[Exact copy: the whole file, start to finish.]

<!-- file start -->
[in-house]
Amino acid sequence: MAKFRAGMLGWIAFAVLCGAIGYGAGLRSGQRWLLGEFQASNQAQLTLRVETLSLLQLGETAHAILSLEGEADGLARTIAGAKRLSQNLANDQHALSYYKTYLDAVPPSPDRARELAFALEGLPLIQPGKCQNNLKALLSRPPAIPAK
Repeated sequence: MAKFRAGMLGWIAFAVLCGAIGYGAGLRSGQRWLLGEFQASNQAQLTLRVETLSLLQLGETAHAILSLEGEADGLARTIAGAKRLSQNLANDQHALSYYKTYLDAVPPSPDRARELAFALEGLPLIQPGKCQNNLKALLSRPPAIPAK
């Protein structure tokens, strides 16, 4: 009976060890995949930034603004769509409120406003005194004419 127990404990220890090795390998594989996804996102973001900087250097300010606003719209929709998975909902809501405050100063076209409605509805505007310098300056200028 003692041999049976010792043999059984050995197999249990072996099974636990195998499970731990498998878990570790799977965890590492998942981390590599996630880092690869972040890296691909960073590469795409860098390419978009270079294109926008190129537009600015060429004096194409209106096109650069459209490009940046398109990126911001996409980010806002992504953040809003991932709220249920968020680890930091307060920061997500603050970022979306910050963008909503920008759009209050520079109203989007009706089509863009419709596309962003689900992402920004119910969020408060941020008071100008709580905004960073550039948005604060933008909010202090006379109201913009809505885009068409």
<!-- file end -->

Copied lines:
[in-house]
Amino acid sequence: MAKFRAGMLGWIAFAVLCGAIGYGAGLRSGQRWLLGEFQASNQAQLTLRVETLSLLQLGETAHAILSLEGEADGLARTIAGAKRLSQNLANDQHALSYYKTYLDAVPPSPDRARELAFALEGLPLIQPGKCQNNLKALLSRPPAIPAK
Repeated sequence: MAKFRAGMLGWIAFAVLCGAIGYGAGLRSGQRWLLGEFQASNQAQLTLRVETLSLLQLGETAHAILSLEGEADGLARTIAGAKRLSQNLANDQHALSYYKTYLDAVPPSPDRARELAFALEGLPLIQPGKCQNNLKALLSRPPAIPAK
């Protein structure tokens, strides 16, 4: 009976060890995949930034603004769509409120406003005194004419 127990404990220890090795390998594989996804996102973001900087250097300010606003719209929709998975909902809501405050100063076209409605509805505007310098300056200028 003692041999049976010792043999059984050995197999249990072996099974636990195998499970731990498998878990570790799977965890590492998942981390590599996630880092690869972040890296691909960073590469795409860098390419978009270079294109926008190129537009600015060429004096194409209106096109650069459209490009940046398109990126911001996409980010806002992504953040809003991932709220249920968020680890930091307060920061997500603050970022979306910050963008909503920008759009209050520079109203989007009706089509863009419709596309962003689900992402920004119910969020408060941020008071100008709580905004960073550039948005604060933008909010202090006379109201913009809505885009068409």